■ Doctors views on AI & new technologies

Doctors recognise the potential that scientific and technological advances hold for transformation of the NHS, but many believe that AI and robotics should not replace clinical staff, believing that these technologies should act solely as a practical aid.  Consequently, on average, doctors say that only 26% of their job will depend on/be replaced by AI and robotics by 2030.   39% say that AI and robotics will make no difference to their working day at all, 27% think it will reduce their working hours, giving them more time to spend with patients or do related work.  While 8% say it is likely to increase the length of their working day.

  • My radiology workstation is often unable to load scans without crashing, and our software is around ten years old.  The idea of AI and robots seems distant and rather unrealistic at this stage.” Consultant, Scotland
  • AI / robots have to be used in the right place. At the end of the day they should be there to support, not replace human physicians.” Specialist registrar, Scotland
  • If we can automate admin-heavy roles and increase clinical time for clinicians through incorporating AI into NHS systems I think it will be most welcome.” Specialist registrar, North East
  • Robots and AI can carry out automated tasks and not fall sick and work 24hrs a day, and therefore be more productive. AI can be used to diagnose conditions but will not have the empathy of a human.” GP, South East
  • I’m excited about the use of AI to improve patient care and hopefully reduce the unsustainable stress of working in the NHS.” GP Partner, North West
  • AI is not a panacea. Robots need humans to run and maintain them.  They are worse than nothing when they break down.  At least humans repair themselves!”  Consultant, North West
  • There is potential for AI in a future NHS, but it needs to be carefully managed as part of a planned transformation program and not left to tech companies acting as market disruptors.” Locum GP, London
  • Robotics and automation could make a massive difference.  I think AI will fail; we do not have the data sets we need to drive it.” Specialist registrar, Midlands
  • AI may help but the only thing that can save the NHS is proper funding in order to have enough nurses and doctors to allow it to work properly as well as the money to spend on these new technologies.” GP, London
  • AI/robots will help in fields such as use of insulin pumps in diabetes (especially for data interpretation), but otherwise I think patients will continue to need human contact by doctors.” Speciality doctor, South East
  • I think this will be an important technology in future. it would reduce workload and burnout of doctors.” Speciality doctor, London
  • Ends –

For queries or interview / case study requests/regional breakdown across the UK, contact:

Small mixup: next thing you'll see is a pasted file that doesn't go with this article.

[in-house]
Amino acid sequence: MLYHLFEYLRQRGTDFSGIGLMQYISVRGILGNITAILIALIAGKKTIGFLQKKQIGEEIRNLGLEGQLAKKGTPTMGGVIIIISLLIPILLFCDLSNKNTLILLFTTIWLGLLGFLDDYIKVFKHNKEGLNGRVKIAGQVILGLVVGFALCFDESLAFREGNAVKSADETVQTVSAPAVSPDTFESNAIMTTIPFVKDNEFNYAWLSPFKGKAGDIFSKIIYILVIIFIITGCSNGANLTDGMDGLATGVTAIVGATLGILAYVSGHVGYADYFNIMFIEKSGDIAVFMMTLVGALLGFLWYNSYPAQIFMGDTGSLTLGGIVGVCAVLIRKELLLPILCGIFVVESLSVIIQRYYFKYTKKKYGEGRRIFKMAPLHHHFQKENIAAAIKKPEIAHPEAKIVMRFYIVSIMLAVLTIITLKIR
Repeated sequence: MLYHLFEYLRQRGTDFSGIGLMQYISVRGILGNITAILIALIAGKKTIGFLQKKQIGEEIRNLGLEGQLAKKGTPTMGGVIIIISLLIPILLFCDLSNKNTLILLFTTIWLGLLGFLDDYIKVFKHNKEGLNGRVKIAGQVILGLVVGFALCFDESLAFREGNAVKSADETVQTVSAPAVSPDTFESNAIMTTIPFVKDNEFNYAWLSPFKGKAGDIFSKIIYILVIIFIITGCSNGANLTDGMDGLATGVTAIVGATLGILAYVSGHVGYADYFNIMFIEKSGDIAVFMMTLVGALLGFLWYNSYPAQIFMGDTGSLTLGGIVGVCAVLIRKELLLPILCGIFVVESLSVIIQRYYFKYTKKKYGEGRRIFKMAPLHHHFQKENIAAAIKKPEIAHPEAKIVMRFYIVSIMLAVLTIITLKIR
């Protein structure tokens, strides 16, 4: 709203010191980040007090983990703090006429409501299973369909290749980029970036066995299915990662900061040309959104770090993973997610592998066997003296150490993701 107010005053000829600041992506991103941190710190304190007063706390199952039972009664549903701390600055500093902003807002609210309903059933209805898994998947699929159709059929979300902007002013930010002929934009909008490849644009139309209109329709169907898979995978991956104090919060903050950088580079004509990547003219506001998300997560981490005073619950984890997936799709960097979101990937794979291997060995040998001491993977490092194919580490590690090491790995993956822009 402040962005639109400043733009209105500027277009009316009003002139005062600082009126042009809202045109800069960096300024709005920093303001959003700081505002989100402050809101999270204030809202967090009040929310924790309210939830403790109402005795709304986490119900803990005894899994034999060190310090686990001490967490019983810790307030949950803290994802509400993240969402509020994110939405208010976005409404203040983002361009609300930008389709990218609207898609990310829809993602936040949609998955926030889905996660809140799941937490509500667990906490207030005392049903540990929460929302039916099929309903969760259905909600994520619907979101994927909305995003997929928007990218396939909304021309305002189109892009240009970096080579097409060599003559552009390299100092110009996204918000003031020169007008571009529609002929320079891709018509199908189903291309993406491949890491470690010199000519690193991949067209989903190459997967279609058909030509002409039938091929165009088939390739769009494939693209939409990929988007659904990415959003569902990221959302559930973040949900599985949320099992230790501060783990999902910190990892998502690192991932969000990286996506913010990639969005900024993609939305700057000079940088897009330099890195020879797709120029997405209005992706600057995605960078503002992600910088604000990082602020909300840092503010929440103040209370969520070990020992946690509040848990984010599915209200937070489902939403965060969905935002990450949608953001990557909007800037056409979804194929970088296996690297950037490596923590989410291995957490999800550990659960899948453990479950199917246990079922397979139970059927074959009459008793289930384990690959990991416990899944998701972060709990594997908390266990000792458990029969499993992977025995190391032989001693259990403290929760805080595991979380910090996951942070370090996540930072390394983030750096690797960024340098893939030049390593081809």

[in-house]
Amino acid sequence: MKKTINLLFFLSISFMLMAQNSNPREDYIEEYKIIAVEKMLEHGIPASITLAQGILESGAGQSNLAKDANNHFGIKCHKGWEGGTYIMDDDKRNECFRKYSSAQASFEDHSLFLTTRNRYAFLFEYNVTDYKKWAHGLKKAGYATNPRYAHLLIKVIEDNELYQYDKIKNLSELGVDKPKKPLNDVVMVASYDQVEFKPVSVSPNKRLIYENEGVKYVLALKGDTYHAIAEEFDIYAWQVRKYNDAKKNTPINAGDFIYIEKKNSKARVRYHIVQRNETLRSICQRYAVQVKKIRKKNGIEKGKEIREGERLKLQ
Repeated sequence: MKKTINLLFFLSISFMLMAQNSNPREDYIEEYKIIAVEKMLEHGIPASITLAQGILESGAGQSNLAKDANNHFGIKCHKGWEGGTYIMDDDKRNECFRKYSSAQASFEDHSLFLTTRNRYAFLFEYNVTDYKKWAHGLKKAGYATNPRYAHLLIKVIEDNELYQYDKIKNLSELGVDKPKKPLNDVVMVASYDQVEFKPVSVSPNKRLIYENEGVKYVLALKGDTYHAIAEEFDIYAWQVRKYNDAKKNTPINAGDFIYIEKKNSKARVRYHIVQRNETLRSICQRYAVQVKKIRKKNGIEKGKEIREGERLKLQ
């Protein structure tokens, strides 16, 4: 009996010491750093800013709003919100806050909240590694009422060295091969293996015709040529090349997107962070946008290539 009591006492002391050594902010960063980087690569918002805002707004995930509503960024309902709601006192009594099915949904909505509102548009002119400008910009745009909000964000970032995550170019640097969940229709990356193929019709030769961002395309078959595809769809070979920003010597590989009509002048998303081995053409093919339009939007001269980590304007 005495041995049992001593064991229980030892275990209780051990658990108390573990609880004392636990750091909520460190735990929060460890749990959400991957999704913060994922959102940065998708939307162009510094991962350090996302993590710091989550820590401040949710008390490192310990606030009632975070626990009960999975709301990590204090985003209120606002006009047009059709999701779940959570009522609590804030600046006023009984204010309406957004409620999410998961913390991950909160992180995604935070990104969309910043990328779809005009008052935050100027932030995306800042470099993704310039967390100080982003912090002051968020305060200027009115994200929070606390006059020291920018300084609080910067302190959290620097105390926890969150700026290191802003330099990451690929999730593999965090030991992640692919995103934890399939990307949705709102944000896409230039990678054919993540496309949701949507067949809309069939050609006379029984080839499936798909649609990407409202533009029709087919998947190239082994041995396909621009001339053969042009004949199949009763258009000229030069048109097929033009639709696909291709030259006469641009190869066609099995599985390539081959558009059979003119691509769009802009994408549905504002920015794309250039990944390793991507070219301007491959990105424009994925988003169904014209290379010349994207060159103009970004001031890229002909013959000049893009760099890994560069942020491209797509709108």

SENSO Communications

Penny Lukats – 07775 992350  penny@sensocommunications.com 

NOTES TO EDITORS

About the survey Survey of 1,004 doctors: 203 GPs and 801 secondary care doctors in the UK carried out by medeConnect Healthcare Insight between 26th April till 2nd May 2019

References

  1. NHS Long Term Plan https://www.longtermplan.nhs.uk/online-version/chapter-4-nhs-staff-will-get-the-backing-they-need/8-volunteers/
  2. Survey of 1,004 doctors: 203 GPs and 801 SCs in the UK carried out by MedeConnect Healthcare Insight between 26th April till 2nd May 2019
  3. Speech given by Andrew G Haldane, Chief Economist, Bank of England. Pro Bono Economics lecture to the Society of Business Economists, London 9 September 2014

https://www.bankofengland.co.uk/-/media/boe/files/speech/2014/in-giving-how-much-do-we-receive-the-social-value-of-volunteering

About Pro Bono Economics:

Pro Bono Economics helps charities and social enterprises understand and improve the impact and value of their work, matching professional economists who want to use their skills to volunteer with charities. Set up in 2009, Pro Bono Economics has helped over 400 charities large and small, covering a wide range of issues including mental health, education, employment and complex needs.

Pro Bono Economics is supported by high-profile economists, including Andy Haldane (Bank of England), Sir Dave Ramsden (Bank of England), and Clare Lombardelli (HM Treasury) as Trustees, and Diane Coyle (University of Cambridge), Kate Barker, Lord Jim O’Neill, Robert Peston, Martin Wolf and Lord Adair Turner as patrons. Lord Gus O’Donnell has been Chair of the Board of Trustees since September 2016.

probonoeconomics.com @ProBonoEcon

About Helpforce

Helpforce is using the power of volunteering to improve the health and wellbeing of people across the UK. It wants to help double the number of volunteers working in the NHS by 2021, and see a recognisable improvement in the range and quality of volunteer roles available to support patient care in hospital and at home.

  • Helpforce was formally established as a Community Interest Company in September 2017 and both its Board and Advisory Board includes leaders from across the NHS, voluntary and wider public sector.
  • www.helpforce.community
  • @help_force

 

 

PE is being squeezed out of the curriculum due to academic over-testing of children, say teachers

Lord Gus O’Donnell, chair of Pro Bono Economics, says “The rising level of inactivity among schoolchildren represents a ticking timebomb, threatening both their physical and mental health: unless something is done now, we will continue fostering a troubled generation.  We need to stop endless academic testing of children that only measures one classroom’s performance against another.  Wellbeing should be defined as a measurable target and schools made accountable for achieving it. The focus should be upon producing children who are healthier, happier and better able to make a positive economic and social contribution.”